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Ben Wright

Explain the Natural Law Approach to Moral Decision Making

‘True law is right reason in accordance with nature.’ This is Cicero’s

definition of what is good, and this is essentially a definition of natural law.
According to natural law, all humans know what they should and
shouldn’t do, it is in their nature. St Paul wrote that the ‘law is written in
the hearts of the gentiles.’ This means that right and wrong don’t need to
be learnt, as they are already known. Therefore when making moral
decisions, according to natural law, you should use your reason to figure
out what to do.
Aristotle was the first person to say reason could be a way of making
moral decisions, and was one of the first proponents of natural law.
Aristotle believed that everything has a specific nature, purpose and
function, and supreme good is found when that thing’s purpose is fulfilled.
A human’s supreme good is eudaimonia, which can be translated as
happiness but includes the idea of living well, thriving and flourishing with
others in society. Humans can achieve eudaimonia by living a life of
Thomas Aquinas also concluded that humans have a supreme goal or
purpose, but he does not see this as eudaimonia. Aquinas thought that as
humans are made ‘in the image of god’ the supreme good must be the
development of this image: perfection. Although Aquinas did not think
that this perfection was possible in this life. He believed that we could
begin perfection in this life and continue it into the next. He developed a
fuller account of natural law than those before him. His ethical approach is
absolutist and deontological, which means that it is focused on the
ethicacy of actions. He said natural law is ‘a moral code existing within the
purpose of nature, created by God.’ The natural law exists in order to help
humans reach their ‘supernatural end’ which is heaven and eternity with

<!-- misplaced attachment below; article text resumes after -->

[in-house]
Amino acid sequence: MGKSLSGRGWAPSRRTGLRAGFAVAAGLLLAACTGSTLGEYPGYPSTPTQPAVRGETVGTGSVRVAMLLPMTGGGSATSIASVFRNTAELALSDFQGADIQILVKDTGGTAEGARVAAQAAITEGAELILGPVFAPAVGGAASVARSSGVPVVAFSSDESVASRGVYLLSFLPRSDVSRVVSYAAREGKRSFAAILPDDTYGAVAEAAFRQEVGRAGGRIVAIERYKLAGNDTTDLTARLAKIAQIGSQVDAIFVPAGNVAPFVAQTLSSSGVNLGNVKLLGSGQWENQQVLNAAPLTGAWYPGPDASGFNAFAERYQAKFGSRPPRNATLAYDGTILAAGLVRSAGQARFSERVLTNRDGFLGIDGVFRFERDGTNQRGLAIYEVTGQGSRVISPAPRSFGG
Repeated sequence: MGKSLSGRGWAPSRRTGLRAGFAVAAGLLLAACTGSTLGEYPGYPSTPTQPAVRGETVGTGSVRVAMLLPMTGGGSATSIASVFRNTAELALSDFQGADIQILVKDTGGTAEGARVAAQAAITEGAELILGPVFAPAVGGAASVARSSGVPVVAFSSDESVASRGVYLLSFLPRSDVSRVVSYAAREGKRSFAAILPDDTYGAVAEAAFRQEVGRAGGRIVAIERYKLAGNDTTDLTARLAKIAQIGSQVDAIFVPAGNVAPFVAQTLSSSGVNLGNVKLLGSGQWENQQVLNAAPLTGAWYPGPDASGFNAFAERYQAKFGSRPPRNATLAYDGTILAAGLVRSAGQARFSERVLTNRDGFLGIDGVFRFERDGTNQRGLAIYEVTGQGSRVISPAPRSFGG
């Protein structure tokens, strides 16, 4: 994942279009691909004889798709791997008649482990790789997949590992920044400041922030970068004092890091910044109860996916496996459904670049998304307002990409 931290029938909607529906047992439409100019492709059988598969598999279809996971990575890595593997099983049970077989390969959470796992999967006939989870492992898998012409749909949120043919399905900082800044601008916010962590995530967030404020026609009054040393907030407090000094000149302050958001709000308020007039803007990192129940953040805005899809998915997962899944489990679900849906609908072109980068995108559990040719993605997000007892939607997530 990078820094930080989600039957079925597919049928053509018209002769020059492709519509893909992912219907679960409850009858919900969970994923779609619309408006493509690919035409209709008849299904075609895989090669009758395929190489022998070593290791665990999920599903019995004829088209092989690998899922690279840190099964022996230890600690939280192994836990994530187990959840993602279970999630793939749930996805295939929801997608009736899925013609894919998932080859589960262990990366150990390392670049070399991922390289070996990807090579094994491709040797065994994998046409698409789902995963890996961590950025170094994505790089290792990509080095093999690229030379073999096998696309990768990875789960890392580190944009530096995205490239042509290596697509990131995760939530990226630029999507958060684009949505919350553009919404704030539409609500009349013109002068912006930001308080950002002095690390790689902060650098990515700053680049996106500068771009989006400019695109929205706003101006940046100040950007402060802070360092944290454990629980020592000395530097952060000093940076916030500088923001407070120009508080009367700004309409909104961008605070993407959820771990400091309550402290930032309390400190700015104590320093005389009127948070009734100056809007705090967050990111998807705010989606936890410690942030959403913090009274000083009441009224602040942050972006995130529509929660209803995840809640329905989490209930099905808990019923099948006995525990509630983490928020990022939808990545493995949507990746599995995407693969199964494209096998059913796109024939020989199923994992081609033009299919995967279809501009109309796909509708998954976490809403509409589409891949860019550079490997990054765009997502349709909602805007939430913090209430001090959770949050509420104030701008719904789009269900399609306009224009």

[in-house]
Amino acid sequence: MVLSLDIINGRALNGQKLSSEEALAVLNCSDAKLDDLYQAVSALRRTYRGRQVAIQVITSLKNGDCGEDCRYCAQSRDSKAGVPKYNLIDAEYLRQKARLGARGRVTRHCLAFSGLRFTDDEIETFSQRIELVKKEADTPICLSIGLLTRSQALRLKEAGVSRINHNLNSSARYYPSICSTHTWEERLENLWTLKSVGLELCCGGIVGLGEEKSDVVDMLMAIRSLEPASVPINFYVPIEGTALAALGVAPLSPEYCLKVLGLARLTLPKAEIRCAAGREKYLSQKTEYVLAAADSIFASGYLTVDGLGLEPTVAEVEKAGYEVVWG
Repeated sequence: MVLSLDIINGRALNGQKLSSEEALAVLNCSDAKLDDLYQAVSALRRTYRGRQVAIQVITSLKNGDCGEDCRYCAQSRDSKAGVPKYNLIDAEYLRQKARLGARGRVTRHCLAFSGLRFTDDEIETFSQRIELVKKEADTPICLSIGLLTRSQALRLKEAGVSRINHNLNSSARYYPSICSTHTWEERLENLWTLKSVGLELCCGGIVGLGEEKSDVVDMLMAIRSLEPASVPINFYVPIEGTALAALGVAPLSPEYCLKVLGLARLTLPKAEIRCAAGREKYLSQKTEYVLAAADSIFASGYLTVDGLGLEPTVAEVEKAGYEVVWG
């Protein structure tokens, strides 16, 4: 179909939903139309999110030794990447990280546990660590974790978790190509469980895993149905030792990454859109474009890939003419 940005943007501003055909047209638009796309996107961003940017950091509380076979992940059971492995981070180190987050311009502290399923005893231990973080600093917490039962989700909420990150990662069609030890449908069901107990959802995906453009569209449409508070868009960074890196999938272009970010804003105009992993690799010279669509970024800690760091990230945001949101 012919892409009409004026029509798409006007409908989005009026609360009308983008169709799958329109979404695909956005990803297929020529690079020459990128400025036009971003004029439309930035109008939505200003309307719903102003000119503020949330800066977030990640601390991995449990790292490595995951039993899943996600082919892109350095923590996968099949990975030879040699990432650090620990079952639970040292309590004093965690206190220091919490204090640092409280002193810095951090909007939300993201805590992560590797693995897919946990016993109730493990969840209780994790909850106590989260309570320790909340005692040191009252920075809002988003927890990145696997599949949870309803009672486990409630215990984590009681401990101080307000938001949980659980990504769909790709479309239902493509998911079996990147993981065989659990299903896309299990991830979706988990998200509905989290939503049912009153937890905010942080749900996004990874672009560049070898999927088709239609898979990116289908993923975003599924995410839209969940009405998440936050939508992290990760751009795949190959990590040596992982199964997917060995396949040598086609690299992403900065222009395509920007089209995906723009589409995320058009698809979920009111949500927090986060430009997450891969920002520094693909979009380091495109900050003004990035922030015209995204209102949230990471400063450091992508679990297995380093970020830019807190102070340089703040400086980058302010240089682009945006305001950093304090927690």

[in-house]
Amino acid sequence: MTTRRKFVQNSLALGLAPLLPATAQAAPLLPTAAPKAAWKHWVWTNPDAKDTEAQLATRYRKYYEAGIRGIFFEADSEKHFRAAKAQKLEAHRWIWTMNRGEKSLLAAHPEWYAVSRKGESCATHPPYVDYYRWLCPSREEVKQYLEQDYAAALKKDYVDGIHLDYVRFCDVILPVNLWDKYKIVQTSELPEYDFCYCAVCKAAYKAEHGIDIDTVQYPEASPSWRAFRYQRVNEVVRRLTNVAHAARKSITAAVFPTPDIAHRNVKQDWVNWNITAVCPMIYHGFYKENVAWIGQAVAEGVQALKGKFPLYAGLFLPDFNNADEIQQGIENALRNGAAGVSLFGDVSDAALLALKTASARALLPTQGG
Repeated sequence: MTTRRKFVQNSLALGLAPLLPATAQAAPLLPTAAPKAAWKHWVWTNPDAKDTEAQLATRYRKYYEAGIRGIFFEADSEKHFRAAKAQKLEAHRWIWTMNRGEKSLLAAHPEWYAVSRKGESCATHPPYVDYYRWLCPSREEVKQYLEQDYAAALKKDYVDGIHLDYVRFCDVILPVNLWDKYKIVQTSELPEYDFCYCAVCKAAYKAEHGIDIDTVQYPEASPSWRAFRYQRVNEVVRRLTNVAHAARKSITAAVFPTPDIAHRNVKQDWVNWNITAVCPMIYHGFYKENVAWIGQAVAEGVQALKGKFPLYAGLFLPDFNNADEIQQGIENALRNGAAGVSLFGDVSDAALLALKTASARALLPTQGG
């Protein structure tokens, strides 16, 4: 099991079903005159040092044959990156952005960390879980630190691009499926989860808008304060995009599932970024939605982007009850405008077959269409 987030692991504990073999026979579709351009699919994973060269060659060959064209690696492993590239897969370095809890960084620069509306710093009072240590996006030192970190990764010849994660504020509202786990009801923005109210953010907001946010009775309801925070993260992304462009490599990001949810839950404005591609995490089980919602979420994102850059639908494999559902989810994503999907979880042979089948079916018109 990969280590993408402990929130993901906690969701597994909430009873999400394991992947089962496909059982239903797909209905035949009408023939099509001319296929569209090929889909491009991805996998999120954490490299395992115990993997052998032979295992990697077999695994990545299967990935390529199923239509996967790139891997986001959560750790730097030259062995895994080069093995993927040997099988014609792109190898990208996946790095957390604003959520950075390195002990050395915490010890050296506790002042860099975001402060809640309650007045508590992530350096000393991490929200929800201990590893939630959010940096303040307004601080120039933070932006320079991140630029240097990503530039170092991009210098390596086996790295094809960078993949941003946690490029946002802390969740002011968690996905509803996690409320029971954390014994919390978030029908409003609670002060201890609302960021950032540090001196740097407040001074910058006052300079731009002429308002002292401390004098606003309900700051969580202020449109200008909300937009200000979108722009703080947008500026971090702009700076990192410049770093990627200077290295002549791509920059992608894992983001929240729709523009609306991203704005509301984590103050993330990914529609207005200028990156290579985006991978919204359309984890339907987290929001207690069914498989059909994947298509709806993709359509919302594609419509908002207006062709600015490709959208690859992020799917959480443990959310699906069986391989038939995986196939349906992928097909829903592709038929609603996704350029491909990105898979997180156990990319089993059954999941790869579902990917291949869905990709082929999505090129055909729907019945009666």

god. Aquinas maintained that there was a basic law and all other natural
laws are based on it. This is ‘that good is to be done and pursued, and evil
is to be avoided.’
The main purpose of human nature is to preserve your life and
those of the innocent, to reproduce, to educate and learn, to live in an
ordered society, and to glorify god. These are called the primary precepts
and for an act to be good it must be in accordance with these rules,
otherwise it is bad. These rules weren’t created by Aquinas; they are
atemporal. They have always existed and will continue to exist forever.
People don’t need to be taught them as they are in our nature. We know
that these are the right things to do without reading about Aquinas’
natural law theory.
Secondary precepts are rules deduced from the primary precepts,
and we must work them out through our reason. For example, if self
preservation is a primary precept, then not committing suicide is a
secondary precept, as killing yourself is clearly not self preservation. But
doing exercise and eating healthily are good because they are using your
body for the purpose for which it was intended, which is in accordance
with the primary precept of self preservation, which leads towards god as
an end, and the action itself glorifies God. In order to glorify god you don’t
necessarily have to actually be a Christian and believe in God, because
natural law must be accessible to everyone, as it is contained within
human nature. To glorify god you merely have to keep to all the primary
precepts, reason well, and be a good person. The secondary precepts are
more teleological than the primary precepts, as Aquinas realised that you
could not have a rule to govern every aspect of life, as things around us
change. So the secondary precepts themselves can change.
No human can do something with the intention of doing evil, but
some things which are not in the pursuit of perfection can be explained as
the pursuit of an apparent good. This is something which doesn’t fit into
the perfect human ideal: ‘a fornicator seeks a pleasure which involves him
in moral guilt.’ An apparent good is an error as it does not adhere to the
primary precepts. It is something we think is good, but isn’t really good for
us. Apparent goods prevent humans from getting close to what god
intended. To distinguish between real and apparent goods we must
reason well and choose correctly. This can be difficult, as some things we
like doing may not actually be good for us. So in order to decide what we
must do, we must stop and think about what will benefit us in the long run
and bring us closer to god.